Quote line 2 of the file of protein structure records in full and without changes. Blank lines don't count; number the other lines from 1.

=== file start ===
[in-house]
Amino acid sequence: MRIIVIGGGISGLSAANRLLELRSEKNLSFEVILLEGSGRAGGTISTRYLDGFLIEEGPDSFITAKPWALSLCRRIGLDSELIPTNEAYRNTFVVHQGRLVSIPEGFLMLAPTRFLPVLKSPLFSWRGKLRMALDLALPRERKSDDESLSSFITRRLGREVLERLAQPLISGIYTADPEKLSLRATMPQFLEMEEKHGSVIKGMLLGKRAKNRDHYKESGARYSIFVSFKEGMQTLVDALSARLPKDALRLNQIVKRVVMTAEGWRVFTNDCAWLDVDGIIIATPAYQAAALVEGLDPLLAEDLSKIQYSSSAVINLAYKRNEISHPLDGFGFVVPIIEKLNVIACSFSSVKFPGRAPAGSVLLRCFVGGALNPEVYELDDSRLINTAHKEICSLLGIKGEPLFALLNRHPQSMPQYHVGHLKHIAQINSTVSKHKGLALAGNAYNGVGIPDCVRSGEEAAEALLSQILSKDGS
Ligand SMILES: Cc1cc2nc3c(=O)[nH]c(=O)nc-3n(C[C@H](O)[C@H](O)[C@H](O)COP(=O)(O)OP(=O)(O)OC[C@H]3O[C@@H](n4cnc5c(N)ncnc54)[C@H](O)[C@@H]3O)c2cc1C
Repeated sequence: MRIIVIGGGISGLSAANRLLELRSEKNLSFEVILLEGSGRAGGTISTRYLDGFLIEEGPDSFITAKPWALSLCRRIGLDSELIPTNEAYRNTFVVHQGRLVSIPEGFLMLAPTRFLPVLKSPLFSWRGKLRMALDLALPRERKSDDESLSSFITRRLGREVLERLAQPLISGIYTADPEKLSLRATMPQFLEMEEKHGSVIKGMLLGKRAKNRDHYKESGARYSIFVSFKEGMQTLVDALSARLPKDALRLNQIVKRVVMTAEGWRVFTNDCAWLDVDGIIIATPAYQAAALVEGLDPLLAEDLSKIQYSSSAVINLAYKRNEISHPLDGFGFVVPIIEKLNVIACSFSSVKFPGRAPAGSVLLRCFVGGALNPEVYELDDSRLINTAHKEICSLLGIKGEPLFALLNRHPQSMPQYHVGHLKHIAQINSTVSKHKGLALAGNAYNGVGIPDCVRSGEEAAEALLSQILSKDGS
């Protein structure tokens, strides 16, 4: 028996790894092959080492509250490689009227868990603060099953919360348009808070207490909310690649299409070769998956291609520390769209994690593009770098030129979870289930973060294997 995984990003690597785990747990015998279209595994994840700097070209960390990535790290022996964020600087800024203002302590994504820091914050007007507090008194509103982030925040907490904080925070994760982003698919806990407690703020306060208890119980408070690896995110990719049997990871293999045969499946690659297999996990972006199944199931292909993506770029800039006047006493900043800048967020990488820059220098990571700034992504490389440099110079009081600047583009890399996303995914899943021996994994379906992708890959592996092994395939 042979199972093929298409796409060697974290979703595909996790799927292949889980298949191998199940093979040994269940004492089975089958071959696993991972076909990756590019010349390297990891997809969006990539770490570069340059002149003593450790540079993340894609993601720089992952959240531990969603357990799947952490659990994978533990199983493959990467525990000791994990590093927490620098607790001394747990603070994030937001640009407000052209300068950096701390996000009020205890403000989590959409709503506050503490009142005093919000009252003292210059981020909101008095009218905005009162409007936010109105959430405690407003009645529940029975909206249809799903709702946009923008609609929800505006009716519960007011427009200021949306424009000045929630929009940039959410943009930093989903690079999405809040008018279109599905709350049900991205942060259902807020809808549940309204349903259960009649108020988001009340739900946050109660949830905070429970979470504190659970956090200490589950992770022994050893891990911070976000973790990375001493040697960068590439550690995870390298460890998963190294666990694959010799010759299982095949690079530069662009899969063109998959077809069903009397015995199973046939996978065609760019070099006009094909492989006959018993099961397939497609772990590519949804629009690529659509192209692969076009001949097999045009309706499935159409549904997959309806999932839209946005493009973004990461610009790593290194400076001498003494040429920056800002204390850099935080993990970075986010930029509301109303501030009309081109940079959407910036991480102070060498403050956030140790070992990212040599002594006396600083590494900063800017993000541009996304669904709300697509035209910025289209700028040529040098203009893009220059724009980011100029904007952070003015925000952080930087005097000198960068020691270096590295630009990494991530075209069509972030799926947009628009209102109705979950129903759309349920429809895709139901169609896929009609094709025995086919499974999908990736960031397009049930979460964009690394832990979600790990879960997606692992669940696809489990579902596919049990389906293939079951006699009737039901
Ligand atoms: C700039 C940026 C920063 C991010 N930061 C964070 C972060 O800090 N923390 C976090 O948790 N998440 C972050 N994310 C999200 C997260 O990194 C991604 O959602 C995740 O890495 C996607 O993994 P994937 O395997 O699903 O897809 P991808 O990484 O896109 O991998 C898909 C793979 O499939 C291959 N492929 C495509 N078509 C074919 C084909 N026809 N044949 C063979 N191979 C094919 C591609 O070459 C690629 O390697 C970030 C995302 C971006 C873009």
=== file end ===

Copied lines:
Amino acid sequence: MRIIVIGGGISGLSAANRLLELRSEKNLSFEVILLEGSGRAGGTISTRYLDGFLIEEGPDSFITAKPWALSLCRRIGLDSELIPTNEAYRNTFVVHQGRLVSIPEGFLMLAPTRFLPVLKSPLFSWRGKLRMALDLALPRERKSDDESLSSFITRRLGREVLERLAQPLISGIYTADPEKLSLRATMPQFLEMEEKHGSVIKGMLLGKRAKNRDHYKESGARYSIFVSFKEGMQTLVDALSARLPKDALRLNQIVKRVVMTAEGWRVFTNDCAWLDVDGIIIATPAYQAAALVEGLDPLLAEDLSKIQYSSSAVINLAYKRNEISHPLDGFGFVVPIIEKLNVIACSFSSVKFPGRAPAGSVLLRCFVGGALNPEVYELDDSRLINTAHKEICSLLGIKGEPLFALLNRHPQSMPQYHVGHLKHIAQINSTVSKHKGLALAGNAYNGVGIPDCVRSGEEAAEALLSQILSKDGS